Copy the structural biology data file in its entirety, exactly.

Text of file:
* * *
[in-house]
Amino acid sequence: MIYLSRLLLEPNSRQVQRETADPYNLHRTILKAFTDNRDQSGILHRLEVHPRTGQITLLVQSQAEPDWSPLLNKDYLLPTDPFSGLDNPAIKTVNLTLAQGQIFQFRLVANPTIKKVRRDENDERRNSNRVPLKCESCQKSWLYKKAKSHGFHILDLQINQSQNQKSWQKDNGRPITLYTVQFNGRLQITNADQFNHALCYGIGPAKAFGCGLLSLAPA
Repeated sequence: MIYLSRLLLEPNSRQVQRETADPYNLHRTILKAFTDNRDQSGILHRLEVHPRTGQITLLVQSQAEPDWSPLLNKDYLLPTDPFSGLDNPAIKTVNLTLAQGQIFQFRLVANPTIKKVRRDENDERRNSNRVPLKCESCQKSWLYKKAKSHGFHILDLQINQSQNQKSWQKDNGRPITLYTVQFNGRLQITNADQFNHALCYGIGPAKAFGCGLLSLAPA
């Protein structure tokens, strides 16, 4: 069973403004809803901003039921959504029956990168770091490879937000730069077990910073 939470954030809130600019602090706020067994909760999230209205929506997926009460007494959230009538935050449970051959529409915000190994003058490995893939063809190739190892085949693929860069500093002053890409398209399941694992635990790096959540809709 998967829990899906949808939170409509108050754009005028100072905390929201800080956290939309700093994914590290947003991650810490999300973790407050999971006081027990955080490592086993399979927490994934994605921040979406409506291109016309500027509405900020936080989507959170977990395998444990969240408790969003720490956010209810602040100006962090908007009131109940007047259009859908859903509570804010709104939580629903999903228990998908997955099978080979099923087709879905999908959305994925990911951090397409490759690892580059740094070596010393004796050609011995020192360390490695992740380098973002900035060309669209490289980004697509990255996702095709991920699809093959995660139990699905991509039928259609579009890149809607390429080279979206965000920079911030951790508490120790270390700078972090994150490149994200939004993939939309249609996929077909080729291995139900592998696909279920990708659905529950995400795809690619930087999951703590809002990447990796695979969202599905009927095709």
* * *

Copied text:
[in-house]
Amino acid sequence: MIYLSRLLLEPNSRQVQRETADPYNLHRTILKAFTDNRDQSGILHRLEVHPRTGQITLLVQSQAEPDWSPLLNKDYLLPTDPFSGLDNPAIKTVNLTLAQGQIFQFRLVANPTIKKVRRDENDERRNSNRVPLKCESCQKSWLYKKAKSHGFHILDLQINQSQNQKSWQKDNGRPITLYTVQFNGRLQITNADQFNHALCYGIGPAKAFGCGLLSLAPA
Repeated sequence: MIYLSRLLLEPNSRQVQRETADPYNLHRTILKAFTDNRDQSGILHRLEVHPRTGQITLLVQSQAEPDWSPLLNKDYLLPTDPFSGLDNPAIKTVNLTLAQGQIFQFRLVANPTIKKVRRDENDERRNSNRVPLKCESCQKSWLYKKAKSHGFHILDLQINQSQNQKSWQKDNGRPITLYTVQFNGRLQITNADQFNHALCYGIGPAKAFGCGLLSLAPA
């Protein structure tokens, strides 16, 4: 069973403004809803901003039921959504029956990168770091490879937000730069077990910073 939470954030809130600019602090706020067994909760999230209205929506997926009460007494959230009538935050449970051959529409915000190994003058490995893939063809190739190892085949693929860069500093002053890409398209399941694992635990790096959540809709 998967829990899906949808939170409509108050754009005028100072905390929201800080956290939309700093994914590290947003991650810490999300973790407050999971006081027990955080490592086993399979927490994934994605921040979406409506291109016309500027509405900020936080989507959170977990395998444990969240408790969003720490956010209810602040100006962090908007009131109940007047259009859908859903509570804010709104939580629903999903228990998908997955099978080979099923087709879905999908959305994925990911951090397409490759690892580059740094070596010393004796050609011995020192360390490695992740380098973002900035060309669209490289980004697509990255996702095709991920699809093959995660139990699905991509039928259609579009890149809607390429080279979206965000920079911030951790508490120790270390700078972090994150490149994200939004993939939309249609996929077909080729291995139900592998696909279920990708659905529950995400795809690619930087999951703590809002990447990796695979969202599905009927095709």